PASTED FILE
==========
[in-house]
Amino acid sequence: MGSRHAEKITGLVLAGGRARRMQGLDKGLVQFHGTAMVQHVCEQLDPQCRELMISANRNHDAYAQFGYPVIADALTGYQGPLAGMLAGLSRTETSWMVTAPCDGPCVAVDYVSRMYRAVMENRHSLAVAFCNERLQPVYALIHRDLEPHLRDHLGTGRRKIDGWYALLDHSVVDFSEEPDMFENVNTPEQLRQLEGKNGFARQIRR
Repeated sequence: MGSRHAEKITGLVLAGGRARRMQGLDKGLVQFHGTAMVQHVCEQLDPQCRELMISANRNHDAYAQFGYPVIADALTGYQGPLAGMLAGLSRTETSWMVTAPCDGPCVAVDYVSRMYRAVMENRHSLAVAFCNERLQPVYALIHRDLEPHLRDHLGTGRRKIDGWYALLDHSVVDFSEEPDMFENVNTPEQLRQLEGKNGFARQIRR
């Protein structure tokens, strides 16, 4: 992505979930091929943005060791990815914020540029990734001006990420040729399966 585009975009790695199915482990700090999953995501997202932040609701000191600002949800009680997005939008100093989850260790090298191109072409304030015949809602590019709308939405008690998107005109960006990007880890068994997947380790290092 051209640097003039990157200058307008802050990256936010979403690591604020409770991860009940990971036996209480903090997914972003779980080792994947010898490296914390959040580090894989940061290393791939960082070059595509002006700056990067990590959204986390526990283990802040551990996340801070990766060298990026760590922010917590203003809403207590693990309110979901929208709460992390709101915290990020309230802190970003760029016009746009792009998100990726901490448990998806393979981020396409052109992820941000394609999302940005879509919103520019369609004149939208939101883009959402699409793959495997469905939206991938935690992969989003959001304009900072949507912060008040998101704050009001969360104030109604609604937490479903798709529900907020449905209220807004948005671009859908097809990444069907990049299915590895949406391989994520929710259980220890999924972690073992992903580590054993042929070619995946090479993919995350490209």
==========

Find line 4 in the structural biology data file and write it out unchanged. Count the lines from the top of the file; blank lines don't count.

């Protein structure tokens, strides 16, 4: 992505979930091929943005060791990815914020540029990734001006990420040729399966 585009975009790695199915482990700090999953995501997202932040609701000191600002949800009680997005939008100093989850260790090298191109072409304030015949809602590019709308939405008690998107005109960006990007880890068994997947380790290092 051209640097003039990157200058307008802050990256936010979403690591604020409770991860009940990971036996209480903090997914972003779980080792994947010898490296914390959040580090894989940061290393791939960082070059595509002006700056990067990590959204986390526990283990802040551990996340801070990766060298990026760590922010917590203003809403207590693990309110979901929208709460992390709101915290990020309230802190970003760029016009746009792009998100990726901490448990998806393979981020396409052109992820941000394609999302940005879509919103520019369609004149939208939101883009959402699409793959495997469905939206991938935690992969989003959001304009900072949507912060008040998101704050009001969360104030109604609604937490479903798709529900907020449905209220807004948005671009859908097809990444069907990049299915590895949406391989994520929710259980220890999924972690073992992903580590054993042929070619995946090479993919995350490209």